What is premature ejaculation?

In premature ejaculation, a man has an orgasm and ejaculates earlier during intercourse than he would like. It often happens very early during intercourse, with little stimulation. It can be a frustrating experience for both sexual partners.

Premature ejaculation is the most common sexual condition affecting men under the age of 40. It is said to affect about one in five men between the ages of 18 to 59. It is also likely that premature ejaculation will affect most men during some point in their life.

There is no medical time-limit that defines ejaculation as “premature,” but ejaculating within a minute from the beginning of intercourse is regarded as premature by many doctors. A man’s feeling as to what is premature for him is also a factor in diagnosis.

Who suffers from premature ejaculation?

Any male past puberty can suffer from premature ejaculation. It is most common in men 18 to 59.

What causes premature ejaculation?

The causes of premature ejaculation are not known. Premature ejaculation is more often caused by a psychological stressor such as anxiety or depression. It is much less common, but it can also have a physical cause such as:

  • An injury
  • An infection
  • A hormonal problem

Sometimes, premature ejaculation can occur with a new partner, due to nervousness. If a man has not had sex for a long time, he may also experience premature ejaculation when he becomes sexually active again. Many men learn to delay ejaculation as they become older and more skilled sexually.

How are the causes of premature ejaculation diagnosed?

If you or your partner has frequent premature ejaculation, or if premature ejaculation is causing you anxiety or depression affecting your relationship, you should see a urologist.

He or she will begin an exam by asking about your sexual experiences. You will be asked:

  • How long the problem has existed
  • Under what circumstances has it happened
  • Whether it occurs each time during intercourse

You will likely be asked several other sex-related questions, including whether premature ejaculation occurs when you masturbate. You will also be asked if you have trouble maintaining an erection. While the questions are personal, it is important that you answer your urologist honestly so he or she can best diagnose the source of your problem.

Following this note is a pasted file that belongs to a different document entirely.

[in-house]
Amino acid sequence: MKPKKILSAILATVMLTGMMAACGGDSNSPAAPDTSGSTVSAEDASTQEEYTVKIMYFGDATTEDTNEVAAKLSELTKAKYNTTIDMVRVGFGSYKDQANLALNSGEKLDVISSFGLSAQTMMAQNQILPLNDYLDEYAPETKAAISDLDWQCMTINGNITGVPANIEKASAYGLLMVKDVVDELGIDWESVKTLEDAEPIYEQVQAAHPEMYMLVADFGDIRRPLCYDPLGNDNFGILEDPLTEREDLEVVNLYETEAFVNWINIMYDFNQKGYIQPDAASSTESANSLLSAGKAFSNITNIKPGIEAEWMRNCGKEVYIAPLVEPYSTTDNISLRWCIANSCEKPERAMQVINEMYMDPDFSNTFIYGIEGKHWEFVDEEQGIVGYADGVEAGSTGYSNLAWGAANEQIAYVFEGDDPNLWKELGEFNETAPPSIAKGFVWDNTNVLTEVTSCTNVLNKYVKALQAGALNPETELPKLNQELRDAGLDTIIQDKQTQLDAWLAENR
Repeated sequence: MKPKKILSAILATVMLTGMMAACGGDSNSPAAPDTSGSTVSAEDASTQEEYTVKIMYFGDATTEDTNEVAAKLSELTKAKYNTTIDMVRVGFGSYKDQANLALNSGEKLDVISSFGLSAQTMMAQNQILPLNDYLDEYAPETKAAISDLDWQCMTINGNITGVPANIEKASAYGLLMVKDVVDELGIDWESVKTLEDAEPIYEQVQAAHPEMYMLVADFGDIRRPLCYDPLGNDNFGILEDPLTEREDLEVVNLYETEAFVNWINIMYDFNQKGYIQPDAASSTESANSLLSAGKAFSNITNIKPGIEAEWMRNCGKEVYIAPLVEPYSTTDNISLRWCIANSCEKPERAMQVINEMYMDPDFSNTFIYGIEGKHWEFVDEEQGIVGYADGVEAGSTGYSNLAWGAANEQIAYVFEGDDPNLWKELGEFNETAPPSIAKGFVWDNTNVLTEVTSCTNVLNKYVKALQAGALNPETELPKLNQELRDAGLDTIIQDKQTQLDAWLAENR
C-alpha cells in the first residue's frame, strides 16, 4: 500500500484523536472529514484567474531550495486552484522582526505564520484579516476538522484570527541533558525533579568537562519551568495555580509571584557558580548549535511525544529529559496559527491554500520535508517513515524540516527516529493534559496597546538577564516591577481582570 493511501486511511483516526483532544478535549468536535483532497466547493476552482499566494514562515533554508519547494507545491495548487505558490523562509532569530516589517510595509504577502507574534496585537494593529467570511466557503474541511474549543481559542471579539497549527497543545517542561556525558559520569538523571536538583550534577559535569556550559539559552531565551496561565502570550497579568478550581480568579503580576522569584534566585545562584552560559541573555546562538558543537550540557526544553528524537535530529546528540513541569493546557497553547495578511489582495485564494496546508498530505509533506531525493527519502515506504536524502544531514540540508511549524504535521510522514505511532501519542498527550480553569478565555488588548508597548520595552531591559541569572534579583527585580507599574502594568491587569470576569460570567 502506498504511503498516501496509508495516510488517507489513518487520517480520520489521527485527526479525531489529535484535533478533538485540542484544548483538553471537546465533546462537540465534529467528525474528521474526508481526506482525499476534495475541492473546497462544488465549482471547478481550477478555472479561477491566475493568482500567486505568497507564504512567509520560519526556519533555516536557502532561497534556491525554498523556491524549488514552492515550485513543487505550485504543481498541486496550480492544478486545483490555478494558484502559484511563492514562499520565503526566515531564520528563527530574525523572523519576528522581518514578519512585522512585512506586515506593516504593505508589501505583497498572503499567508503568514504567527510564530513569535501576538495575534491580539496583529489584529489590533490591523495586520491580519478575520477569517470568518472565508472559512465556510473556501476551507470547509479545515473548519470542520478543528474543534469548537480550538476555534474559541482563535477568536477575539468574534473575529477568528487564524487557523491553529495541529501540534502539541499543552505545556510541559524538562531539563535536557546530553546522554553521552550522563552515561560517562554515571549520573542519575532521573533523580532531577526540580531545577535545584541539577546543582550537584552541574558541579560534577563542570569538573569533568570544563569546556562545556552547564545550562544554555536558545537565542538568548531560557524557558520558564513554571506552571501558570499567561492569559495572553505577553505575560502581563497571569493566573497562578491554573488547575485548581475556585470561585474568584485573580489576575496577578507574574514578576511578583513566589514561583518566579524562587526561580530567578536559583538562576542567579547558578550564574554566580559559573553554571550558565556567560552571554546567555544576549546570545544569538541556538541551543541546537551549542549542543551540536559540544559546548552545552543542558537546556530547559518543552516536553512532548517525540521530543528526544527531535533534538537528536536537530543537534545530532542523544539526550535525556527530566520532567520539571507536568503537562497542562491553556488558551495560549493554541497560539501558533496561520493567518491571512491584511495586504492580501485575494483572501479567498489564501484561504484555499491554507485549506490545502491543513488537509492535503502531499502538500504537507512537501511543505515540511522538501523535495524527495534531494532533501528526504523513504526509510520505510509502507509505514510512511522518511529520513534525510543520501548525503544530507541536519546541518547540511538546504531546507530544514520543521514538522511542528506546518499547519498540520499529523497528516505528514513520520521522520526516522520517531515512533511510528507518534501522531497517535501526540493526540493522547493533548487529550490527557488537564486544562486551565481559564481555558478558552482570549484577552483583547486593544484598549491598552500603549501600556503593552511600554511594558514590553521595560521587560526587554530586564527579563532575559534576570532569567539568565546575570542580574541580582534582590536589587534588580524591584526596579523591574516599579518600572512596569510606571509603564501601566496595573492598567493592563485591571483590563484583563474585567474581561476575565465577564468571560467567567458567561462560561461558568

He or she will also ask about any other medical conditions you may have and any medications you are taking. This includes over-the-counter medications. You will also be asked about any alcohol or illegal drug use.

How is premature ejaculation treated?

If an underlying physical condition is determined to be the cause of your premature ejaculation, such as an infection, it may be treated with medication.

In the majority of causes of premature ejaculation, however, no underlying physical cause is found. If this is the case for you or your partner, premature ejaculation is usually treated first with behavior modification and/or counseling to help with emotional issues or stressors that may be contributing. If this is not effective, the next option is generally topical medications. These medications are applied to the penis before sex to reduce sensation and delay ejaculation. The next line of treatment, if needed, is oral medications such as antidepressants or erectile dysfunction medications.

Your healthcare provider will best be able to come up with a plan to treat your premature ejaculation. It is often easily treated with a few simple steps, so it is important to see your urologist or other doctor if you are experiencing premature ejaculation.

References

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This information is provided by the Cleveland Clinic and is not intended to replace the medical advice of your doctor or health care provider. Please consult your health care provider for advice about a specific medical condition. This document was last reviewed on: 3/7/2016…#15627